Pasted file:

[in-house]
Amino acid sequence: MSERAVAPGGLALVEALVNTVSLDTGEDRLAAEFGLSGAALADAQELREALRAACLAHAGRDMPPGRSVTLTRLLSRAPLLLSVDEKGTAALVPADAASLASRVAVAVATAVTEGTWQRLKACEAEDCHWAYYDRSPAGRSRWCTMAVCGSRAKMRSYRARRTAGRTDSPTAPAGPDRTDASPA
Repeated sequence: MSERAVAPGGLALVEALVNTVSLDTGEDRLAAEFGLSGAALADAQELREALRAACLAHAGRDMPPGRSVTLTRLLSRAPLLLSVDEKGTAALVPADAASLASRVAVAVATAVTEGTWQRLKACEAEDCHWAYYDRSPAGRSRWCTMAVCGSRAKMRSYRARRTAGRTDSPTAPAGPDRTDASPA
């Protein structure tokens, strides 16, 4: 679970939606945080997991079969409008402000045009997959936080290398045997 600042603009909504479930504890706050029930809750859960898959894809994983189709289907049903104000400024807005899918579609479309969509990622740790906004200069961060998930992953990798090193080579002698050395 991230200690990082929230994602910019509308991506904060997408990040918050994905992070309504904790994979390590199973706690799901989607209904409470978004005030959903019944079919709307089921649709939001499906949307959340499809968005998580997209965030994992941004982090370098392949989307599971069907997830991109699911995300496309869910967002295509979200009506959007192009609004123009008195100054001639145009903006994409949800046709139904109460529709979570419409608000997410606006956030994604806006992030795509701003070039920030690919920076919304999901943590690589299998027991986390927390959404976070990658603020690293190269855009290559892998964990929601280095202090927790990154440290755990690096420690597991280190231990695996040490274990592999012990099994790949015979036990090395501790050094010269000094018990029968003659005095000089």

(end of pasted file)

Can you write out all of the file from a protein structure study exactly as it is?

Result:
[in-house]
Amino acid sequence: MSERAVAPGGLALVEALVNTVSLDTGEDRLAAEFGLSGAALADAQELREALRAACLAHAGRDMPPGRSVTLTRLLSRAPLLLSVDEKGTAALVPADAASLASRVAVAVATAVTEGTWQRLKACEAEDCHWAYYDRSPAGRSRWCTMAVCGSRAKMRSYRARRTAGRTDSPTAPAGPDRTDASPA
Repeated sequence: MSERAVAPGGLALVEALVNTVSLDTGEDRLAAEFGLSGAALADAQELREALRAACLAHAGRDMPPGRSVTLTRLLSRAPLLLSVDEKGTAALVPADAASLASRVAVAVATAVTEGTWQRLKACEAEDCHWAYYDRSPAGRSRWCTMAVCGSRAKMRSYRARRTAGRTDSPTAPAGPDRTDASPA
């Protein structure tokens, strides 16, 4: 679970939606945080997991079969409008402000045009997959936080290398045997 600042603009909504479930504890706050029930809750859960898959894809994983189709289907049903104000400024807005899918579609479309969509990622740790906004200069961060998930992953990798090193080579002698050395 991230200690990082929230994602910019509308991506904060997408990040918050994905992070309504904790994979390590199973706690799901989607209904409470978004005030959903019944079919709307089921649709939001499906949307959340499809968005998580997209965030994992941004982090370098392949989307599971069907997830991109699911995300496309869910967002295509979200009506959007192009609004123009008195100054001639145009903006994409949800046709139904109460529709979570419409608000997410606006956030994604806006992030795509701003070039920030690919920076919304999901943590690589299998027991986390927390959404976070990658603020690293190269855009290559892998964990929601280095202090927790990154440290755990690096420690597991280190231990695996040490274990592999012990099994790949015979036990090395501790050094010269000094018990029968003659005095000089």